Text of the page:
There is nothing like walking by the sea, near the beach, and hearing the sound of the waves. Seaside towns and villages have transformed their coastlines into promenades to enjoy these experiences. They are usually the top destination for summery morning walks. If you love long walks by the sea, you will love this promenade—not only is it the longest seaside promenade in Spain or Europe, but in the whole world.
Until the year 2016, the longest seaside promenade in continental Europe was in A Coruña, a walk of more than 13 kilometres by the Atlantic Ocean. Although it never intended to compete against any other promenade, Lanzarote decided to unite the diverse promenades of its eastern coast. The ending result is wonderful, not only because of its magnitude but also because of the attractiveness of the coast it expands throughout, located on an island that is itself a natural monument.
Nowadays, after connecting two fragments in Arrecife and adding another portion in the area of Las Caletas, Lanzarote‘s promenade reaches a spectacular length of 26.63 kilometres. It almost doubles the length of the one in A Coruña and its other European competitors. The island of Lanzarote has always been known for its respect for its natural environment, and this promenade isn‘t an exception. Under this concern, you will find interesting bicycle lanes to explore the coast, as well as driveways to the César Manrique airport.
The island‘s capital, Arrecife, lies in the heart of this promenade. Let‘s see what we find if we head to the northeastern corner of this path. The capital itself holds 4 kilometres of this promenade and offers a lovely harbour with a magnificent view of its anchored boats. Of course, it is also the main service centre on the island, but there are many attractions here. Some of them are Playa del Reducto, with its enchanting sunsets, and the San Gabriel castle, a sixteenth-century stone fortress whose cannons seem to be on their guard in case pirates land there.
Heading to the northeast, the promenade surrounds the tiny industrial area of Punta de los Vientos. Many trees have been planted to reduce the aesthetic impact of this area, which has improved greatly. You will meet the white, fine sand of Las Caletas now, but it’s also a good idea to cycle through this track and enjoy the clean horizons that hide a few surprises, such as El Telamón. This 136-metre-long cargo ship has been stranded near the Ensenada de los Mármoles beach for decades and attracts many tourists thanks to its ghost ship appearance.
At this end of the promenade, scattered with parks and restaurants, you will find the popular holiday destination of Costa Teguise, that expands throughout 8 kilometres of this path. It’s famous for its beaches, like Bastián, El Jablillo or Las Cucharas, and it is cherished by active tourism and water-sports lovers. Walking near the palms and the line of tiny white houses is an experience thousands of visitors get to live here every year.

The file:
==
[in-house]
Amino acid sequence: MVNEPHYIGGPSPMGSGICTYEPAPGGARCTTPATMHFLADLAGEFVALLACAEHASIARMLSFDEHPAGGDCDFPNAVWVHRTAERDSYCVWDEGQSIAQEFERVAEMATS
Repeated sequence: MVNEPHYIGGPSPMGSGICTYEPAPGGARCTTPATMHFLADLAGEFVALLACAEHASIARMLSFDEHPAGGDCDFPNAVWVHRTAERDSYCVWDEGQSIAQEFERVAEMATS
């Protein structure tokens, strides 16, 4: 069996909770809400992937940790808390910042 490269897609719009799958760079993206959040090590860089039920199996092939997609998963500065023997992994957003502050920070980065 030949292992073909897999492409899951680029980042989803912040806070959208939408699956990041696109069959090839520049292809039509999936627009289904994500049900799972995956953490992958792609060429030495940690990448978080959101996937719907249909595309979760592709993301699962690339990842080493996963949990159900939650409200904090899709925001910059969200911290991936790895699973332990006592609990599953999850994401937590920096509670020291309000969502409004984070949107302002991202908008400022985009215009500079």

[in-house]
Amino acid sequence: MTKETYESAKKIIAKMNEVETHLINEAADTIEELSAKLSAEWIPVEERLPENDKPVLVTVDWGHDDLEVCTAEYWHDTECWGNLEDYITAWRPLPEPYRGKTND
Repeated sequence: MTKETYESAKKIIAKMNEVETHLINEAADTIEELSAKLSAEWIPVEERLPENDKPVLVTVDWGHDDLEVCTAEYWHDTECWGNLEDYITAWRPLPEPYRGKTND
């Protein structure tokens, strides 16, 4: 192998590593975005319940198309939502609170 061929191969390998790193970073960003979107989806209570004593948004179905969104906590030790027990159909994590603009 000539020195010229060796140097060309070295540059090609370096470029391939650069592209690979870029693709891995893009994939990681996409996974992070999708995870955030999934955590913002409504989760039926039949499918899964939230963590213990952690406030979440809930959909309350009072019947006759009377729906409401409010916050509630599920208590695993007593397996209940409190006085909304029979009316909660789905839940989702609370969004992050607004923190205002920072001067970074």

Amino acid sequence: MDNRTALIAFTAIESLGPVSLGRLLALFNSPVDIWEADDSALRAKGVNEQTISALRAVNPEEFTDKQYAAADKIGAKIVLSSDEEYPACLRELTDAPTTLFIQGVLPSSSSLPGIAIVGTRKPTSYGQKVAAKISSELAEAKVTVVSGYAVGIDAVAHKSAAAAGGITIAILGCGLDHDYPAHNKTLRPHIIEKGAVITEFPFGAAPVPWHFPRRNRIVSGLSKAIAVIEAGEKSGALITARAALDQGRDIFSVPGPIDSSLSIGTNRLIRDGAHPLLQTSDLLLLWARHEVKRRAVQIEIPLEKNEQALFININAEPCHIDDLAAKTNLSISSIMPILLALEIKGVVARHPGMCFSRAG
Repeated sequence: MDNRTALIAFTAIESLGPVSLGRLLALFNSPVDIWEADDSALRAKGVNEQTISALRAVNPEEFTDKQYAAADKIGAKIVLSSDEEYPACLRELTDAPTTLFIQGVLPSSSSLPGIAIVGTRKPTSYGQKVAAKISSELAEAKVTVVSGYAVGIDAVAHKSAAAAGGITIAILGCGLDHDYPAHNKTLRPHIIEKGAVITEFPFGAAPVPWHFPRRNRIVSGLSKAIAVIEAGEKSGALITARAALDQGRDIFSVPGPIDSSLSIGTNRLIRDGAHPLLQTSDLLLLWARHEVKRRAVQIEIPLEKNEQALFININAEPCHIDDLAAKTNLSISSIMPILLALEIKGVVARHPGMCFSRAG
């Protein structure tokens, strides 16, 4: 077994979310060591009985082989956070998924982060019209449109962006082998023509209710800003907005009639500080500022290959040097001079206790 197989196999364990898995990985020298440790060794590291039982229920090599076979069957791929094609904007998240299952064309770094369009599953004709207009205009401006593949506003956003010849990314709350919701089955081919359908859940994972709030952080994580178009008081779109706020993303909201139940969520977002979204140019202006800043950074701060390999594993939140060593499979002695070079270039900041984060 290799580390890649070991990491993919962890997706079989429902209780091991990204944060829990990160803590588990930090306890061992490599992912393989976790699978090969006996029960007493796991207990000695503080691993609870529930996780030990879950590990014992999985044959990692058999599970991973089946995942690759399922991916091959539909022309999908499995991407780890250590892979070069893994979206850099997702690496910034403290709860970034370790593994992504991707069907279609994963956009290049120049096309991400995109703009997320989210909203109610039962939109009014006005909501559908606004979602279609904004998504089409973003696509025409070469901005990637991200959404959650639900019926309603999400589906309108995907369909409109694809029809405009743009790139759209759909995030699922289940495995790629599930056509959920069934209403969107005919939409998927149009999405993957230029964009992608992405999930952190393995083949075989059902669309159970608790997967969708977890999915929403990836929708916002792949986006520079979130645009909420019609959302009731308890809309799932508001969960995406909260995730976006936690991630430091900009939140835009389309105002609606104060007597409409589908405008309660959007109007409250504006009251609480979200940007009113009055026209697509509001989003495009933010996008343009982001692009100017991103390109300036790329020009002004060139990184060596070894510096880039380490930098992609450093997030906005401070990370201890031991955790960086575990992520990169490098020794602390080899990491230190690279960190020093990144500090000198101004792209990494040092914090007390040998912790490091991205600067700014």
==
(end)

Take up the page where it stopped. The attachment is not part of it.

If you head to the southwest from the capital, you will soon find one of the singular destinations of this path: Salinas de La Bufona. This place will make you understand Arrecife‘s old role in fish production and conservation. Nowadays, it is the perfect place to walk or practise sports, but it also has a unique charm, especially during the evening thanks to its sunsets. Near this place, you will find two wild beaches, the Cable and Concha beaches, coloured by the vegetation that splatters its greens throughout both beaches. Its surroundings offer a peace that can only be found away from the city.
It‘s time to leave behind these small beaches to get to large extensions of sand in Playa Honda, whose lifeguard tower allows you to take the most breathtaking pictures of the sunset, or in Playa de Matagorda, whose golden sands disappear into an uninhabited setting. Matagorda belongs to the Tías municipality and lies near Lanzarote‘s airport, but the sound of the planes surprisingly fits the ancestral environment. Guasimeta is another beach that expands almost in parallel to the airport runway. Here you can enjoy more of the island’s magic, with a few black rocks scattered throughout the sand and the atmospheric mountains in the distance. It is worth stopping to walk for a moment and visiting Mirador del Acercamiento. Lanzarote‘s unique horizon will surely delight you.
On your way back to civilisation through this promenade, you will find more beaches, such as Pocillos and Playa Grande in Puerto del Carmen, the last stop of this unmatched route. Puerto del Carmen has become a mecca for surfers, divers, and every water sports lover, thanks to the nice breeze that usually flows in the air. Besides, Varadero, the harbour in its old town, offers a lovely postcard of fishermen‘s boats. Now that you are here, you should taste the excellent seafood of this island in the surrounding restaurants. If, on the other hand, this is the starting point of your route on Lanzarote‘s seaside promenade, just remember that you still have more than 26 kilometres ahead to enjoy with your five senses.